Remember this – the state may not be able to teach every child to
read, but they can force every graduate to have a diploma from a
school “approved” by them to be able to work in any occupation that
Tennessee homeschoolers have been embroiled with their state government for quite some time now, and it appears that things are finally coming to a legislative head. First, a little background: Last week Rob Shearer wrote in his blog Contending with the Culture, in a post titled Tennessee’s Jihad Against Homeschoolers:
It began in late 2007 and continued into 2008. An employee of the Department of Education, nominally in charge of the office of non-public schooling was criss-crossing the state making a presentation in which she declared that the diplomas issued by Tennessee’s church-related, category IV schools “were not worth the paper they were printed on.”
As a result of her presentations, other agencies and departments of the state began to reject diplomas issued to homeschoolers when a high school diploma was required by law for certain regulated categories of employment.
Because this is a situation which will undoubtedly face homeschooling families in other states, I want to share a little more from Rob’s blog:
Once again, it bears repeating: The State of Tennessee recognizes these diplomas for the awarding of HOPE lottery scholarships. The University of Tennessee and all of its campuses recognize these diplomas for purposes of admission to college. The state community college system recognizes these diplomas for the purpose of admission to a community college. Vanderbilt, Sewanee, Rhodes, King, Belmont, David Lipscomb, & Lee University all recognize these diplomas for admission to their college degree programs.
It is only the few state boards where the Department of Education has some influence that have rejected them. Homeschooled kids are smart enough to enlist in any branch of the armed services, attend any public or private university – but according to the state of Tennessee they are not qualified to work in a daycare, serve as a police officer, or dye someone’s hair.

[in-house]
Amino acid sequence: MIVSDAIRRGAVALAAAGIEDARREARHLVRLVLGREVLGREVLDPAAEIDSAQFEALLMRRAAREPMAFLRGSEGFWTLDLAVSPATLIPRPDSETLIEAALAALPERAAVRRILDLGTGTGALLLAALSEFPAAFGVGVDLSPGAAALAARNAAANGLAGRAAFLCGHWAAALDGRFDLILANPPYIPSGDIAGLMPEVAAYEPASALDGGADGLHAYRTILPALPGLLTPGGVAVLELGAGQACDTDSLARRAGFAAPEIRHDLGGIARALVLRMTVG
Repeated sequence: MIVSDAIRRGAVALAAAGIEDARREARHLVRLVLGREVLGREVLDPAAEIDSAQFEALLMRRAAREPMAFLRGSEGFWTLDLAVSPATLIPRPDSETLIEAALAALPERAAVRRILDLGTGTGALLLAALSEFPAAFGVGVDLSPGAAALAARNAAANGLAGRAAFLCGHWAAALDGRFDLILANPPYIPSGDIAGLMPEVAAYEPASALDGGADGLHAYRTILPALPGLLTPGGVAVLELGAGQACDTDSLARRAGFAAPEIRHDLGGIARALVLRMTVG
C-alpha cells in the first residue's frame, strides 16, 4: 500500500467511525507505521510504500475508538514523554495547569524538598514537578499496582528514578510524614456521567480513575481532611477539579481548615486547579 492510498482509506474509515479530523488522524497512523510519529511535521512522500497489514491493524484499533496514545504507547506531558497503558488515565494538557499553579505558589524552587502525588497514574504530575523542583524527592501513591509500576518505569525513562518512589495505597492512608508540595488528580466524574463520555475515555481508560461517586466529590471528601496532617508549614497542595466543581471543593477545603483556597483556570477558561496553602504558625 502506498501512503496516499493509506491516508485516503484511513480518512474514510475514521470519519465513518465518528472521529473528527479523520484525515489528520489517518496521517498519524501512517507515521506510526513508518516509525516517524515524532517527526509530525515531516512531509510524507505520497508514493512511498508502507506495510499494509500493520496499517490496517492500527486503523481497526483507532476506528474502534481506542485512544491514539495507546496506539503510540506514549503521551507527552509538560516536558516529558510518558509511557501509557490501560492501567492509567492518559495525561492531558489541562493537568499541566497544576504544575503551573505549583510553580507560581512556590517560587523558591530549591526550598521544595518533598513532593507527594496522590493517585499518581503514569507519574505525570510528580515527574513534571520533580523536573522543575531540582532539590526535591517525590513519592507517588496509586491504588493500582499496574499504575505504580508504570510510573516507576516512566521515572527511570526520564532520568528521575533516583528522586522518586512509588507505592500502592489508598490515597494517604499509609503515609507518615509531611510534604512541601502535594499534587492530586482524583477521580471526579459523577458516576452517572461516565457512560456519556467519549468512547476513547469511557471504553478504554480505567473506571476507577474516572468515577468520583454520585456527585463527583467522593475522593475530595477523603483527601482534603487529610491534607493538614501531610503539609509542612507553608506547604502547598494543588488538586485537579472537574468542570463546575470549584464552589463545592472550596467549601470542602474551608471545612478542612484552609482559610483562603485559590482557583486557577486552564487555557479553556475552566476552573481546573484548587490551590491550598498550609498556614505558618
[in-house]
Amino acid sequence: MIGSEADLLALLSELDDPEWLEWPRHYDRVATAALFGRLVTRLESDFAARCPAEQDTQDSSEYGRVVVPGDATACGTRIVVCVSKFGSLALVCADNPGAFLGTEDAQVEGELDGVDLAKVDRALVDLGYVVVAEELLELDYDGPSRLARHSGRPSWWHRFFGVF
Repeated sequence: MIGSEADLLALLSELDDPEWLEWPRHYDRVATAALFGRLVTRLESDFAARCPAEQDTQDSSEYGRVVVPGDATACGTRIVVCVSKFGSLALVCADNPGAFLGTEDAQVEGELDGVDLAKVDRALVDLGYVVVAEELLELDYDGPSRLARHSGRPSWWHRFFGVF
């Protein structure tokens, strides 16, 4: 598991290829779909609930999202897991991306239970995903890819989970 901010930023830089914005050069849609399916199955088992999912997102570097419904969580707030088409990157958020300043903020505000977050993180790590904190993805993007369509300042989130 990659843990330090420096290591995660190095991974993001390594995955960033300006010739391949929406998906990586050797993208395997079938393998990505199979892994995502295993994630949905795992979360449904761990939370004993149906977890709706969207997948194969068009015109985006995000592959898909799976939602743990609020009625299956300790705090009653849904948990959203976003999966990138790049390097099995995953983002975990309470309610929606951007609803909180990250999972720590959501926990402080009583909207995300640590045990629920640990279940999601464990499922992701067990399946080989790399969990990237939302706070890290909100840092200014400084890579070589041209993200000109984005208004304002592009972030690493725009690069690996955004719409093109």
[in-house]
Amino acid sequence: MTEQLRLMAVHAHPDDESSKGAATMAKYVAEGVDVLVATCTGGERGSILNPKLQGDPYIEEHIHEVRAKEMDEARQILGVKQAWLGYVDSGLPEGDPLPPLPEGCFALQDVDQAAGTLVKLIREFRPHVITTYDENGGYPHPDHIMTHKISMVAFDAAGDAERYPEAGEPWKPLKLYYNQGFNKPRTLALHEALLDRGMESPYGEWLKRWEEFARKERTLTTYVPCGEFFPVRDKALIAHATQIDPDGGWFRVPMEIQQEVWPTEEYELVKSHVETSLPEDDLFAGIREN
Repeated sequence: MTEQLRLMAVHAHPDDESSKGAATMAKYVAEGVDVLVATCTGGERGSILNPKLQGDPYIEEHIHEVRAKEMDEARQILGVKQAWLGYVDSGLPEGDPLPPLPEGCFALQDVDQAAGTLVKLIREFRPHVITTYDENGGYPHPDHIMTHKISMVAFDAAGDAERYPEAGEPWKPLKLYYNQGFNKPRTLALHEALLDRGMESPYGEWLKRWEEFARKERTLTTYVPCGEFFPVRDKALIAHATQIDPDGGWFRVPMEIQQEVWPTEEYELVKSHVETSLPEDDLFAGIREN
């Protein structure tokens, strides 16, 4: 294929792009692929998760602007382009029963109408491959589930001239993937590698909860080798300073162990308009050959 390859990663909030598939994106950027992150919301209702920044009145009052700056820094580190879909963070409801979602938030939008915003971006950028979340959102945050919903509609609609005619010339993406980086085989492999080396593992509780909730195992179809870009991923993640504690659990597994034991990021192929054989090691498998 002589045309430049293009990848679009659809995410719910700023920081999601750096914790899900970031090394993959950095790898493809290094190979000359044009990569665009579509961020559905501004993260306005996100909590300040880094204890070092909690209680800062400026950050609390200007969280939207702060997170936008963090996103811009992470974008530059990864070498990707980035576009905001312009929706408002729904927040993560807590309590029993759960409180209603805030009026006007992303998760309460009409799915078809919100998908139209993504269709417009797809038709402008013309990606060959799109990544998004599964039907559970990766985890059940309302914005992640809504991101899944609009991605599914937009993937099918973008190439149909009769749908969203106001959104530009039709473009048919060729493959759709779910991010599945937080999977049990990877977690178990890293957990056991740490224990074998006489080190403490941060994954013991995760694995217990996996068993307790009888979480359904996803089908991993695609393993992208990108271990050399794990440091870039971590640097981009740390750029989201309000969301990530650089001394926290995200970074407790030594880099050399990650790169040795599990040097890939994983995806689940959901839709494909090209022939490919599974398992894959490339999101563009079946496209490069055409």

Folks, this is outrageous. This is the petty tyranny of a unionized bureaucracy. The educrats cannot stand the fact that a few courageous families have said “no thank you” to the government-monopoly factory-model one-size-fits-all public school system.
This situation is indeed outrageous, but there’s a bright light at the end of this tunnel, brought to you by the Tennessee homeschooling community. Having already passed the House, on Monday, May 4th the Tennessee State Senate also passed SB0433, which, summarized, states:
“Schools, Home – As introduced, requires that diplomas issued by home schools be recognized by all state and local governmental entities as having the same rights and privileges of diplomas issued by public school systems. – Amends TCA Title 1, Chapter 3.”
For an abundant selection of relevant information on this bill, visit Tennessee Home Ed 2009 Legislation, presented by the venerable TnHomeEd site.
Not everyone is happy about this development of course…
Democrats pointed out that, under the law allowing home schooling, parents aren’t required to disclose exactly what they’re teaching their kids. Basically, your mom could read you a few bible stories and then write up your diploma with a crayon on a napkin.
Rep. John Litz, D-Morristown, said recognizing these diplomas is like giving people driver’s licenses without making them take a driving test.
“They want hands-off government,” Rep. Mike Turner, D-Old Hickory, said. “Now they’re saying, ‘We want you to recognize this, but we still don’t want to tell you what we’re doing.'”
The homeschoolers of Tennessee responded to the article above with many excellent posts, including this gem:
Interesting, to me, is the fact that a homeschooler can graduate from high school (at home) attend college, Medical school, become a brain surgeon, and not be allowed to legally dye hair on that same head. This is a matter of: State said homeschooling is a legal option, equal to government education so long as X, Y, and Z are done. Now State wants to come back and say, “Well….it depends on what the definition of “is” is.”
The bill now goes to the Governor of Tennessee, Phil Bredesen, for his consideration.
Bill orders equality for home-school diplomas
By Juanita Cousins • ASSOCIATED PRESS • May 8, 2009
The proposal sponsored by Rep. Mike Bell, R-Riceville, would require that all state and local governmental entities recognize diplomas issued by home schools and church-related schools as having the same rights and privileges of diplomas issued by public school systems.